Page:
Fun fact: the photo crew on Long Island like long exposures.


“Well, that dude loses his guy here.” He freezes the frame. “So he’s one. But who’s the other?”

“I dunno.” I lean in closer to the TV, squinting as if that will somehow miraculously improve the resolution. “Him?” I point to a burry shape in the bottom corner.

“Must be.” We survey the other players. “Yeah, he’s good, he’s good…”

“Process of elimination, this guy at the bottom. But what did he do wrong?” The picture abruptly jumps into motion again, and less than two seconds later there’s a puck in the net. I still can’t quite see the error.

We’re going through Bourne’s old Systems Analyst posts and testing our vision; trying to watch the clips and figure out the mistakes before reading the explanation. It’s impossible to see the video without reading the headline, so there’s always a little clue, but nevertheless, I often don’t see the error without two or three viewings. Even with the entire play neatly cut into a perfectly bite-sized, pre-wrapped highlight, I still miss things.


The life of a late-blooming hockey fan is an unenviable one, a constant struggle to catch up with everything the stick-in-my-hand-from-the-cradle types already know. However, we who started as adults have one tiny advantage: like Socrates said, we know that we know nothing. Fans who were born with the game know a lot, certainly, but they are apt to confuse knowing a lot with knowing everything- like all those guys you meet in beer leagues, good players for their level, who go on and on about how they coulda made it in the NHL, oblivious to the fact that they’d have had about as good a chance of making it as a professional player as a jellyfish has of making it as a shark. A person who’s known hockey all their life can easily think they’ve already learned everything there is to learn. A person who picked up the game at 20, 26, 37 sees the rabbit hole for what it is.

This is the essential thing about hockey: the closer you look, the deeper it goes. All sports get interesting as they get bigger and broader- think of the culturally-influenced styles of soccer playing or the romantic Americana of baseball mythology- but hockey also gets more interesting as it gets smaller and narrower. It gets a lot of credit for being an intense sport and that’s well-deserved, but what is often overlooked is that it’s a fantastically dense sport, packing more elegance, more strategy, more drama and more pain into each minute than any other game. Any given thirty seconds of hockey have as much interesting and important shit going on as thirty minutes of football.


Hockey is a butterfly effect game. Some very small error leads to a slight mistake which creates a significant distortion which leads to a huge breakdown which results in catastrophe. We can all see the catastrophe, most of us can see the breakdown, and if we’re really paying close attention and we know the teams, we’ll catch the distortion. But the mistake is tough to notice without some slow motion replays, and the error often passes entirely unnoticed. Ryan Nugent-Hopkins stares at the puck for half a second too long. Karl Alzner turns on the wrong foot. Nick Palmieri goes into the boards at a too-steep angle. The difference between the absolutely perfect decision and a disastrously bad one is literally a matter of one look, one stride, one degree.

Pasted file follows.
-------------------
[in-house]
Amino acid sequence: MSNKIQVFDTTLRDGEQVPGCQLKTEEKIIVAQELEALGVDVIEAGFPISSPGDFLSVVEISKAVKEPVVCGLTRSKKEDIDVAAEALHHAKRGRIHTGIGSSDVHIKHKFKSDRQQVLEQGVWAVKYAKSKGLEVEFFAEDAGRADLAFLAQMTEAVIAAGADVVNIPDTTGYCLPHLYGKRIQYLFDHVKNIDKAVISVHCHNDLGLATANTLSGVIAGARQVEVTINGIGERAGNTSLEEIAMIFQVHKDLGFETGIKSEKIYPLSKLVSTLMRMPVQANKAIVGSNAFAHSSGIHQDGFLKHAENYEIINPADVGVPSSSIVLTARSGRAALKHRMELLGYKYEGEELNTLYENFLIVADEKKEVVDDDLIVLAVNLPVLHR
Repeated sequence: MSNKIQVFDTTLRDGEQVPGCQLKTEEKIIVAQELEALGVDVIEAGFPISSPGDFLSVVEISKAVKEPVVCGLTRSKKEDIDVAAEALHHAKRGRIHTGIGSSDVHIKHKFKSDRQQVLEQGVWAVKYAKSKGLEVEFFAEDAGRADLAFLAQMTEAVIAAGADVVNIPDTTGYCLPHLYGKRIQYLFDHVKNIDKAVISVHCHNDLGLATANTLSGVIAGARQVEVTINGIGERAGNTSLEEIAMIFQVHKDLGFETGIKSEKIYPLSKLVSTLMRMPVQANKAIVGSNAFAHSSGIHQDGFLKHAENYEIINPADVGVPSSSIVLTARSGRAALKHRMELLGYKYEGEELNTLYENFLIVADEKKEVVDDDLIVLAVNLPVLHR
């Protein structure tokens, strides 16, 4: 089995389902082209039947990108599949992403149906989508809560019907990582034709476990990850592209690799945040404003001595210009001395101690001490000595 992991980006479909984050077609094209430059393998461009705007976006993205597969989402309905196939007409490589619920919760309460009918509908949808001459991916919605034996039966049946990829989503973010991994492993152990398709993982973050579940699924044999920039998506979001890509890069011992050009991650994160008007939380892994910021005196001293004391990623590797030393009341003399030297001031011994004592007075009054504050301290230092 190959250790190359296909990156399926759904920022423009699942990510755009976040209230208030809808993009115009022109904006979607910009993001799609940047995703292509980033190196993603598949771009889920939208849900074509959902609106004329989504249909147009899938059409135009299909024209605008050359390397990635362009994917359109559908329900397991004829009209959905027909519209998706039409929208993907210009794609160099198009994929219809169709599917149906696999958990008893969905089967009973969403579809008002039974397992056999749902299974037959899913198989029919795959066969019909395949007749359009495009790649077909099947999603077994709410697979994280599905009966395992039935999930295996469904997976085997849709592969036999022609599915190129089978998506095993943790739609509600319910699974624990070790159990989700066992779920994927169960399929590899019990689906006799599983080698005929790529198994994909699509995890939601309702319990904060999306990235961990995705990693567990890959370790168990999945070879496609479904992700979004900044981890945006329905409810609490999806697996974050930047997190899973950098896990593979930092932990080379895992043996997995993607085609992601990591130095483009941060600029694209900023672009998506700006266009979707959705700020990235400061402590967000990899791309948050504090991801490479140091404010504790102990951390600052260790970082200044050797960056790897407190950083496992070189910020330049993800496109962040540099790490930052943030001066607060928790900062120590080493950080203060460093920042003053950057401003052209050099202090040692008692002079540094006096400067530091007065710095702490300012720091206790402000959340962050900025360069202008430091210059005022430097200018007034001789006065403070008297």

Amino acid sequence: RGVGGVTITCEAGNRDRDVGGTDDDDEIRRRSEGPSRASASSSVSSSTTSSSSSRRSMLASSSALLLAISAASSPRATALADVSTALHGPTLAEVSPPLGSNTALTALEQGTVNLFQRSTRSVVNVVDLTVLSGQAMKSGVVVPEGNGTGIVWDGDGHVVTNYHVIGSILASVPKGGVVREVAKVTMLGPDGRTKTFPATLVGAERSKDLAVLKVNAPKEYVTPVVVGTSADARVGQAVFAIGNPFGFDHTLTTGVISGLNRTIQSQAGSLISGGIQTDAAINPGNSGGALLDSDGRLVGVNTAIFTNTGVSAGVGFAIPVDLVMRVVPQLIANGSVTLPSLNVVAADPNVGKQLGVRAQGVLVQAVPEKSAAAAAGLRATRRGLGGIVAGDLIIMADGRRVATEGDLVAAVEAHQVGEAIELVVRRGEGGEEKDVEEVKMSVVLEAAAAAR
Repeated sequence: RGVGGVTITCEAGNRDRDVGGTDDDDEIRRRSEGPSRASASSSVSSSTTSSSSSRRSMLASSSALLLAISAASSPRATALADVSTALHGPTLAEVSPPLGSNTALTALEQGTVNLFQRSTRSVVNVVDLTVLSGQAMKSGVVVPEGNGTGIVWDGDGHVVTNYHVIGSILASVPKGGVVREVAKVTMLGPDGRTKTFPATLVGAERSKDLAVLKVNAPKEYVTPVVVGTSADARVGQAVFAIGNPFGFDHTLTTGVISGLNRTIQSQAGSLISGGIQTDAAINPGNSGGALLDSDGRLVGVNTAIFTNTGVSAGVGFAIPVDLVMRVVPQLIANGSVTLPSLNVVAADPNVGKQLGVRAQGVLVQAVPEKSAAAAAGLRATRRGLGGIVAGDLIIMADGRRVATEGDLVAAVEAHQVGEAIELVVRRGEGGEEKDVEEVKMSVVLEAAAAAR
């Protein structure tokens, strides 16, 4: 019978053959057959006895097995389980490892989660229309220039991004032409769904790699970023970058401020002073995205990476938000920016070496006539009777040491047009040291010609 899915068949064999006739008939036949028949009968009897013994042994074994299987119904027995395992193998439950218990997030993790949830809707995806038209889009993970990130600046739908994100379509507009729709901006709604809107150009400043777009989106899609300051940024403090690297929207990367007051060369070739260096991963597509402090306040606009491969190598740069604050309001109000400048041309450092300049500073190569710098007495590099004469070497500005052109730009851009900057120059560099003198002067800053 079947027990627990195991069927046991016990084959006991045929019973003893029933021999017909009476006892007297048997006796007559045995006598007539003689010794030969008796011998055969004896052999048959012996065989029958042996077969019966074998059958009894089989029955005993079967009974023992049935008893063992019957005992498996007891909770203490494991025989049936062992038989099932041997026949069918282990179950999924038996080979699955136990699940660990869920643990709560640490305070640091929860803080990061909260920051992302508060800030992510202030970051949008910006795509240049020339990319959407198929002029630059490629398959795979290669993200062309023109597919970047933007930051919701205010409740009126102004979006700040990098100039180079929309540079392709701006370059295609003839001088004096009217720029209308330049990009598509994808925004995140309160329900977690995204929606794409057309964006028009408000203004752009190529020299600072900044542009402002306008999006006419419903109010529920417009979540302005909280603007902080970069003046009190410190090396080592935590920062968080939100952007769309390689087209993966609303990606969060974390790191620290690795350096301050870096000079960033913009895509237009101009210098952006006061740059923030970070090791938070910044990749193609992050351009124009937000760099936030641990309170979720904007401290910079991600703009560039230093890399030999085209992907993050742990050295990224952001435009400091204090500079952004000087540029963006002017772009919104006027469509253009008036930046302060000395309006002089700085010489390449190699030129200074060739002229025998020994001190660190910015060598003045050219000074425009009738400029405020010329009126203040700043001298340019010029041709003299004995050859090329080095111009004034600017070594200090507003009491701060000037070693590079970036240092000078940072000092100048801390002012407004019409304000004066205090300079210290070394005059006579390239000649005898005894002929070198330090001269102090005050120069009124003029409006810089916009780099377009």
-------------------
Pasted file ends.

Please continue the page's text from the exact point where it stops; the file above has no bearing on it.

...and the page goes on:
This is the invisible essence of hockey, the game not of minutes and feet or even seconds and inches but milliseconds and millimeters, the game that turns on the edges of blades and the lies of sticks and the minute fractional gestures of bodies. At the highest levels, hockey players are not so much pushing the boundaries of human strength or human speed but of human precision, of how long a man can sustain a series of fine-grained actions and reactions in response to an unpredictable sequence of high-speed events. It’s the synthesis of strength, speed, endurance, perception, and reaction, and even the greatest players can barely sustain it for a single whole minute. It’s that difficult.


This dense web of detail and consequence makes the elite game simultaneously complex and exciting, but it also makes it problematic to try to understand it through standard human behavioral concepts. Take, for example, intent. In normal life, intent is a pretty clear thing: it’s forming the idea to do something before you do it. It’s meaning to do what you do. The intentional is the opposite of the accidental, and the distinction between the two is essential to how we judge the actions of others. Think about the difference between accidentally running over a dog and intentionally running over a dog. One is a misfortune, the other is an abomination. Intent is the difference, in real life, between a normal person and a psychopath.

But forming intent takes time. Not a lot of time, true, but enough to perceive something, have a feeling about it, make a deliberate decision, and select an appropriate action. Comparative to unintentional reactions- jumping in surprise, turning your head towards a sound- intentional actions are painfully slow. Slower, most of the time, than hockey. I submit that probably no more than half of the actions players undertake in an NHL game are ‘intentional’ in the layperson sense, in the sense that the player in the moment of playing made a conscious decision.